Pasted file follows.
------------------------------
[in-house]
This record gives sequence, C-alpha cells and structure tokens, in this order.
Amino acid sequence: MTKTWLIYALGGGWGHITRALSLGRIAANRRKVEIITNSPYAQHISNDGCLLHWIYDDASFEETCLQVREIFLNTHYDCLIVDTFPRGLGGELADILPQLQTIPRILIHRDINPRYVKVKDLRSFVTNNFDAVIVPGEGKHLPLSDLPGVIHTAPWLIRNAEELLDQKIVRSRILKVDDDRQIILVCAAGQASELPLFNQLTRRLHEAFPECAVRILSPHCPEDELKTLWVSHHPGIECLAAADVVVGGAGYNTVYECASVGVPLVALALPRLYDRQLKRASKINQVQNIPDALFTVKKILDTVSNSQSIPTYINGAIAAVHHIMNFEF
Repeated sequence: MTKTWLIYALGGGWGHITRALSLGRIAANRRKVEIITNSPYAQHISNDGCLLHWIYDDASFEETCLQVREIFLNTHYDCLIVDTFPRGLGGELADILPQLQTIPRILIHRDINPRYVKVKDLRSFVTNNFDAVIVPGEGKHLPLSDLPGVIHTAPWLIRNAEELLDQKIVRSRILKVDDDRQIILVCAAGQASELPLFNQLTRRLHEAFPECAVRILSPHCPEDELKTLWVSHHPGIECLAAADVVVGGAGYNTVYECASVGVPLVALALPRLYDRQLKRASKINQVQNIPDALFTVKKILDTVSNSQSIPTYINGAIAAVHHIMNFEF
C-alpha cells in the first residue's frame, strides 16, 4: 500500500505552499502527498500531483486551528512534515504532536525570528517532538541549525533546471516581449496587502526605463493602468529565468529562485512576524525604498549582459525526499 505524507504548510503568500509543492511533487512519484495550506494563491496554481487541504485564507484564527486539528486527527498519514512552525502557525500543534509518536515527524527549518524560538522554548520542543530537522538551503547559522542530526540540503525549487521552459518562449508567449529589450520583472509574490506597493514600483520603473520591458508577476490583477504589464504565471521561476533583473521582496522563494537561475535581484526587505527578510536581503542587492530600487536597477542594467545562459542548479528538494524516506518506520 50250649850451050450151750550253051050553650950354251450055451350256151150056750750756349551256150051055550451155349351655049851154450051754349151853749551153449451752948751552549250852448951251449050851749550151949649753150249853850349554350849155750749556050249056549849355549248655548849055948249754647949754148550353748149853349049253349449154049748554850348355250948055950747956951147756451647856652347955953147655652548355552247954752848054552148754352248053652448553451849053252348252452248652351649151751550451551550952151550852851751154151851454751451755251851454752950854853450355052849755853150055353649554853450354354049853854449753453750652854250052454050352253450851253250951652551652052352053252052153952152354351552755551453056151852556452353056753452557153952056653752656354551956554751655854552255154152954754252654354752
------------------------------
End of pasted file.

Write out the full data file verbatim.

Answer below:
[in-house]
This record gives sequence, C-alpha cells and structure tokens, in this order.
Amino acid sequence: MTKTWLIYALGGGWGHITRALSLGRIAANRRKVEIITNSPYAQHISNDGCLLHWIYDDASFEETCLQVREIFLNTHYDCLIVDTFPRGLGGELADILPQLQTIPRILIHRDINPRYVKVKDLRSFVTNNFDAVIVPGEGKHLPLSDLPGVIHTAPWLIRNAEELLDQKIVRSRILKVDDDRQIILVCAAGQASELPLFNQLTRRLHEAFPECAVRILSPHCPEDELKTLWVSHHPGIECLAAADVVVGGAGYNTVYECASVGVPLVALALPRLYDRQLKRASKINQVQNIPDALFTVKKILDTVSNSQSIPTYINGAIAAVHHIMNFEF
Repeated sequence: MTKTWLIYALGGGWGHITRALSLGRIAANRRKVEIITNSPYAQHISNDGCLLHWIYDDASFEETCLQVREIFLNTHYDCLIVDTFPRGLGGELADILPQLQTIPRILIHRDINPRYVKVKDLRSFVTNNFDAVIVPGEGKHLPLSDLPGVIHTAPWLIRNAEELLDQKIVRSRILKVDDDRQIILVCAAGQASELPLFNQLTRRLHEAFPECAVRILSPHCPEDELKTLWVSHHPGIECLAAADVVVGGAGYNTVYECASVGVPLVALALPRLYDRQLKRASKINQVQNIPDALFTVKKILDTVSNSQSIPTYINGAIAAVHHIMNFEF
C-alpha cells in the first residue's frame, strides 16, 4: 500500500505552499502527498500531483486551528512534515504532536525570528517532538541549525533546471516581449496587502526605463493602468529565468529562485512576524525604498549582459525526499 505524507504548510503568500509543492511533487512519484495550506494563491496554481487541504485564507484564527486539528486527527498519514512552525502557525500543534509518536515527524527549518524560538522554548520542543530537522538551503547559522542530526540540503525549487521552459518562449508567449529589450520583472509574490506597493514600483520603473520591458508577476490583477504589464504565471521561476533583473521582496522563494537561475535581484526587505527578510536581503542587492530600487536597477542594467545562459542548479528538494524516506518506520 50250649850451050450151750550253051050553650950354251450055451350256151150056750750756349551256150051055550451155349351655049851154450051754349151853749551153449451752948751552549250852448951251449050851749550151949649753150249853850349554350849155750749556050249056549849355549248655548849055948249754647949754148550353748149853349049253349449154049748554850348355250948055950747956951147756451647856652347955953147655652548355552247954752848054552148754352248053652448553451849053252348252452248652351649151751550451551550952151550852851751154151851454751451755251851454752950854853450355052849755853150055353649554853450354354049853854449753453750652854250052454050352253450851253250951652551652052352053252052153952152354351552755551453056151852556452353056753452557153952056653752656354551956554751655854552255154152954754252654354752